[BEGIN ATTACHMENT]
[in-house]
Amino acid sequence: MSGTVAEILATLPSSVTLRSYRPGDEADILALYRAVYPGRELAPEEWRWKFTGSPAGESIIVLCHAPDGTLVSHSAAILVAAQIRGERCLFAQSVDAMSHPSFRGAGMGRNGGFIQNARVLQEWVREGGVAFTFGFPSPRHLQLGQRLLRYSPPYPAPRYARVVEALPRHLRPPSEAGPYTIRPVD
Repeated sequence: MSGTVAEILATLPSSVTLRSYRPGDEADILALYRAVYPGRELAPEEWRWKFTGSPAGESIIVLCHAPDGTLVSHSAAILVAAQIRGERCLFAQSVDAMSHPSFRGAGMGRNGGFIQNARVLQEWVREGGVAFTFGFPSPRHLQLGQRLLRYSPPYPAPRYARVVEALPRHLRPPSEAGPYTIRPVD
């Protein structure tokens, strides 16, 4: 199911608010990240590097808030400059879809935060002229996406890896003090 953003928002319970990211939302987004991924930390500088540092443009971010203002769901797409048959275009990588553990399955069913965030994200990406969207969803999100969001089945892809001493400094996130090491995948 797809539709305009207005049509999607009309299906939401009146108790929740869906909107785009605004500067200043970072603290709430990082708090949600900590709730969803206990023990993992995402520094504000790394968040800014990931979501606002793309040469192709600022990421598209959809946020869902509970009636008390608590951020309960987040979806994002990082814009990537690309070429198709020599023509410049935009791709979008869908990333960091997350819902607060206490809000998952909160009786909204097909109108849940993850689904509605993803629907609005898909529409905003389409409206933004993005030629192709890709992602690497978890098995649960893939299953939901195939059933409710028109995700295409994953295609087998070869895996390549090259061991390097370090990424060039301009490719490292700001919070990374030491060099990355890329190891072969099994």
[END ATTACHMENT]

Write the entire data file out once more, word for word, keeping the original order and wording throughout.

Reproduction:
[in-house]
Amino acid sequence: MSGTVAEILATLPSSVTLRSYRPGDEADILALYRAVYPGRELAPEEWRWKFTGSPAGESIIVLCHAPDGTLVSHSAAILVAAQIRGERCLFAQSVDAMSHPSFRGAGMGRNGGFIQNARVLQEWVREGGVAFTFGFPSPRHLQLGQRLLRYSPPYPAPRYARVVEALPRHLRPPSEAGPYTIRPVD
Repeated sequence: MSGTVAEILATLPSSVTLRSYRPGDEADILALYRAVYPGRELAPEEWRWKFTGSPAGESIIVLCHAPDGTLVSHSAAILVAAQIRGERCLFAQSVDAMSHPSFRGAGMGRNGGFIQNARVLQEWVREGGVAFTFGFPSPRHLQLGQRLLRYSPPYPAPRYARVVEALPRHLRPPSEAGPYTIRPVD
């Protein structure tokens, strides 16, 4: 199911608010990240590097808030400059879809935060002229996406890896003090 953003928002319970990211939302987004991924930390500088540092443009971010203002769901797409048959275009990588553990399955069913965030994200990406969207969803999100969001089945892809001493400094996130090491995948 797809539709305009207005049509999607009309299906939401009146108790929740869906909107785009605004500067200043970072603290709430990082708090949600900590709730969803206990023990993992995402520094504000790394968040800014990931979501606002793309040469192709600022990421598209959809946020869902509970009636008390608590951020309960987040979806994002990082814009990537690309070429198709020599023509410049935009791709979008869908990333960091997350819902607060206490809000998952909160009786909204097909109108849940993850689904509605993803629907609005898909529409905003389409409206933004993005030629192709890709992602690497978890098995649960893939299953939901195939059933409710028109995700295409994953295609087998070869895996390549090259061991390097370090990424060039301009490719490292700001919070990374030491060099990355890329190891072969099994």